My Inspiration – Bapu

Bapu Being the youngest member in the family, everybody would dote upon me. Another coincidence was that I was born in 1962, the year when Bapu won the first assembly election in 1962. Hence Bapu thoughtfully baptized me as ‘Jayant’ (Victorious). Bapu used to be very busy and mostly away from home but he never made us feel so. Whenever he was out of town, he would make it a point to telephone us at least once a day. Sometimes, he would call us at night when we were fast asleep.

Getting on the line was a laborious process then. I wonder how the leaders that time got their work done. Whenever Bapu was away from home, mother would take care of our study. Though she had studied up to VIIth standard, she knew how to get the kids to study. She would always tell us, ‘You should study hard to achieve success in life. Without education, you won’t get anything in life”. Whenever Bapu returned home, he would repeat mother’s advice, “ Jayanta, If you don’t study, you will have to go to Kasegaon to tend the buffalos. He had deeply impressed upon us the need to pursue education come what may. The advice had a positive effect on me and I studied civil engineering. My elder sister did MBBS. Brother (Bhagatsingh) became an engineer. Both the sisters passed graduation. Along with education, he taught us some useful things too. He taught us not to lie, not to behave rudely and not to indulge in any action that would trouble others. These three valuable lessons he taught us have proved to be of great use in my political life. He was minister for many years and was also Maharashtra Congress chief but he never put on airs. He was a simple man who observed courtesy and decorum in his relationship with others. He never discussed politics with us once he was home; he only discussed the family matter and nothing else. Bapu lost an election in 1978. After defeat, he came home to Mumbai. Surprisingly, he neither discussed election results nor blamed anybody. He was least affected by his defeat. He behaved as if nothing had happened. There was not a wrinkle of worry on his face after defeat. I think this was the biggest virtue of Bapu and hence our childhood passed in cheerful and playful circumstances. Whenever Bapu was at home in Mumbai, he would have his meals in a leisurely manner. If somebody came to meet him at that time, he would meet with great affection. There used to be a stream of visitors at our house. Many would come to have meals. Then Bapu would introduce us to the guests saying ‘This is Jayanta, that is Bhagat’.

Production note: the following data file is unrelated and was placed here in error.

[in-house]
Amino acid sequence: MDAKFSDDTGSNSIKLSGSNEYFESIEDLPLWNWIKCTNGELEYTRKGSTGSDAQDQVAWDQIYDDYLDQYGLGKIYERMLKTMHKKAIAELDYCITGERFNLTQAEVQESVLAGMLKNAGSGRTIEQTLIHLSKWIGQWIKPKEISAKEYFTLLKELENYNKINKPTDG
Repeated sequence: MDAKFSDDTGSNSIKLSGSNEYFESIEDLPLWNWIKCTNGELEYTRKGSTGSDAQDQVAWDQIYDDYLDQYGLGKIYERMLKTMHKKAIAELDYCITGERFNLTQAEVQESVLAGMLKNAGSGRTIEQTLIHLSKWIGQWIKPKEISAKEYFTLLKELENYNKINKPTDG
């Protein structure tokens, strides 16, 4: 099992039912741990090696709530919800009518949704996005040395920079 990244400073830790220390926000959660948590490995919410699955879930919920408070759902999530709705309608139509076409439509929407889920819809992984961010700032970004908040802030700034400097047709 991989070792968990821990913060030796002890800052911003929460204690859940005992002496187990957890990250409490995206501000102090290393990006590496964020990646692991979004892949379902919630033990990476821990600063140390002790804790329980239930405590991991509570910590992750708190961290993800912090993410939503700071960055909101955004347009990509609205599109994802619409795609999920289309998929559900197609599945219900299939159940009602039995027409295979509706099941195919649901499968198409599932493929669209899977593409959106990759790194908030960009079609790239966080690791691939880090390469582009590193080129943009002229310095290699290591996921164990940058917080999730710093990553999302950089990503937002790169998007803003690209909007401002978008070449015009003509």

While introducing us to great political leaders, he would proudly tell them that both are doing engineering. My brother Bhagatsingh was very tall. Looking at me, Bapu would wonder whether I would grow tall at all. “Don’t know if Jayanta will grow tall’, he would say. I clearly remember that great political leaders right from Yashwantrao Chavan and Vasantrao Naik to Balasaheb Desai, Morarji Desai, Jagjeevan Ram, Bahuguna, S M Joshi, Chandrashekhar, Mrinaltai Gorhe would regularly pay him visit. Bapu cared a lot for his guests. He would ensure that guests remained comfortable during their stay till they left by state transport bus next morning. He ensured that their tickets were reserved, vehicle arranged to transport them to the bus stand and that the driver of the bus reported to work in time. He was that meticulous and took care of minor details. I have not come across such a loving and caring man. When Bapu was minister, he never let us feel that we were children of minister. We used to commute to college by state transport bus. I travelled by local train. When I studied in VJTI college in Matunga, I would travel by local train to reach college. He did not allow us to avail of any special concession or privilege. His simple living and high thinking has deeply influenced me and stood me in good stead. When I look back at Bapu’s life, I realise that Bapu gave more importance to the development of workers rather than his own. Bapu moulded many men. He would select men in his constituency, guide and mentor them. He found reflection of his and society’s vision in them. He mentored countless activists— be it Vyankappa Patki, D Y Patil or Audumber Patil and such others. After Bapu’s death, all the activists came to my mother and urged her, ‘give Bhagatsingh to us for politics, we require somebody’s leadership’. Bhagatsingh that time was employed. I returned to India from the US leaving my education incomplete. I did not want to go back to the US leaving mother behind. Bapu’s followers kept urging us to introduce Bhagatsingh into politics. We were afraid that if Bhagatsingh joined politics, the family might suffer economically as he was the only earning member. Then to satisfy the activists, some members in family decided to let Jayanta join politics for four months because once the wave of sympathy ebbed, Jayanta would come back home, they thought. This is how I entered politics. But the contemporary leaders of Bapu had decided to carry on his work with such determination that, seeing their enthusiasm and dedication, I got so absorbed into the political and cooperatives field that I could not step back. I realised what yeoman’s service Bapu had rendered to the common man only after I began to work. I dedicated myself to his work. Incidentally, election to Walva Cooperative Sugar factory was to happen around that time. I was elected unanimously as the chairman of the sugar factory. All the contemporary leaders of Bapu extended their whole-hearted support to me. They showered their fatherly affection on me and I was like their son. After being elected as chairman, I realised just how heavy responsibility had fallen on my shoulders. Then I remembered the speech of Bapu at Boregaon wherein he had avowed to bring every inch of land under irrigation. I decided to fulfil the wish of Bapu and assured to realise his dream. I began to work with full dedication and courage, today the entire Walva taluka is under irrigation. Prosperity of the taluka is the result of Bapu’s thinking. Today we have converted public affection and deep reverence for Bapu into developmental work. We not only had the blessing of Bapu but also got the people’s blessing. That is why Walva taluka is today witness to turnover worth billions. Bapu moulded a band of dedicated activists who have now rededicated themselves to the developmental work. Credit for whatever success I have achieved in politics goes to Bapu and contemporary leaders. It happened because of them. What could have I done all by myself? Padayatri